Nishelle Denson, Class of 2023
The Alumni Office has been busy with students stopping by to write thank you cards to donors who generously provide scholarships that are part of their financial aid package. Nishelle Denson, daughter of Monica Denson (’92), and an almost Golden Eagle alumnus herself, received the Rose C. Riggio Scholarship. Through an interesting happenstance meeting, Nishelle learned more about the namesake of her scholarship and the connection the Riggio family has to our campus history.
As a member of the UC choir and band programs, Nishelle has spent a great deal of her campus life in the Keenan Music Hall. During Homecoming weekend this past September, she was approached by a visitor inquiring about the history of the building. That visitor was Travis Clark who was on campus to attend the Athletic Hall of Fame dinner with his wife, Allyson Lowdermilk Clark (’11). Travis never met his uncle but heard stories of the music hall named after him and wanted to see the space for himself.
Travis’ questions sparked Nishelle’s curiosity to investigate the history of the hall further. Luckily, she now had a wonderful resource, Travis’ mother and sister to David Keenan, Cheryl Keenan Foster. Cheryl was able to share some of the history of the hall and remarked on how her parents were excited to name the hall in their son’s memory. “When the school talked with Mom and Dad about the renovations of the rehearsal space, they were happy to do it. We all felt this would be a special way to keep David’s memory alive. I know he would be honored to see the hall still being used by music students.”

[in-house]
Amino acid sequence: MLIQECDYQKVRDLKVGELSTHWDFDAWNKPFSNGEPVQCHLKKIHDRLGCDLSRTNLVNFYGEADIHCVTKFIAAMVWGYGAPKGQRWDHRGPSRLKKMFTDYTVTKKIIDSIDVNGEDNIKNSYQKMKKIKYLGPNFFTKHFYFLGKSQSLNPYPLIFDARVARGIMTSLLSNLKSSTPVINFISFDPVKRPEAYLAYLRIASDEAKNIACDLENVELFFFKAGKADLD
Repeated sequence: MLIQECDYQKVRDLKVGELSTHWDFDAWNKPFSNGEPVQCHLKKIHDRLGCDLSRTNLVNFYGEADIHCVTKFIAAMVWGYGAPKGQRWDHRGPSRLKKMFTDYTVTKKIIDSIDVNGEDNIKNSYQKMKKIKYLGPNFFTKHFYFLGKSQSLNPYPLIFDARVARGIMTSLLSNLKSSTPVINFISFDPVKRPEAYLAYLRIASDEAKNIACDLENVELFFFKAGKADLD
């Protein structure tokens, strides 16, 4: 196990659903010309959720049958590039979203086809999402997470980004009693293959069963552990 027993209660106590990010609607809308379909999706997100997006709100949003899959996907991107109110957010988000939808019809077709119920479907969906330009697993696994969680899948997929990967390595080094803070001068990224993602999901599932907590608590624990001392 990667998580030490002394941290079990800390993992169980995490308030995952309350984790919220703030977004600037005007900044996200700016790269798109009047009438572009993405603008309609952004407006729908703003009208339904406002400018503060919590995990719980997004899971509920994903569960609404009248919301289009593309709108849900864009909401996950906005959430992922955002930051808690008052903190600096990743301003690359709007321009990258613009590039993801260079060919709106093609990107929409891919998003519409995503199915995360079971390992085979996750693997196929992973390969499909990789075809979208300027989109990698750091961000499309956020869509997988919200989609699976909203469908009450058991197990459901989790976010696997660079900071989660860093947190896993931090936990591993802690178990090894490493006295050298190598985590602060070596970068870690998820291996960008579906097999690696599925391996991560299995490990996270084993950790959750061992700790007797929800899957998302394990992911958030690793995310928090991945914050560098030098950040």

Nishelle wrote the following article about the history of Keenan Hall and discovered a connection to the family responsible for her scholarship.
“Sing Hallelujah for Keenan Hall”
By Nishelle Denson
Tucked away on the first floor of Riggleman Hall is a corridor lined with unassuming doors, this hallway leads to the most coveted parking lot on campus. Many students and faculty utilize this hallway, passing a plaque next to one of those unassuming doors. The plaque reads “David Ray Keenan Recital Hall.” The music students and faculty at the University of Charleston campus know that this door leads to a dedicated rehearsal space. For years, professors have scheduled rehearsals in Keenan Hall, but who was David Ray Keenan?
David Ray Keenan was born on September 30, 1962. He fell in love with music at a young age and shared his passion through instruments and voice. He was honored to showcase his talent throughout high school, which led him to pursue a career in the performing arts. David started his path to higher learning by attending Marshall University, where he studied music and participated in the University Bands. In his last two years of college, David dual-enrolled at the University of Charleston as well, where he studied voice with an emphasis on opera. David’s love of opera extended to performing on stage; his last show with the university was “Amahl and the Night Visitors.” A photo from this show was used to create one of the two portraits that hang in Keenan Hall, the other being a portrait of David in profile. The scene from “Amahl” was created from a rehearsal where David was wearing street clothes; the artist traveled to see the costumes worn in the performance to complete the painting. In 1986, during his senior year, David lost his life in a car accident.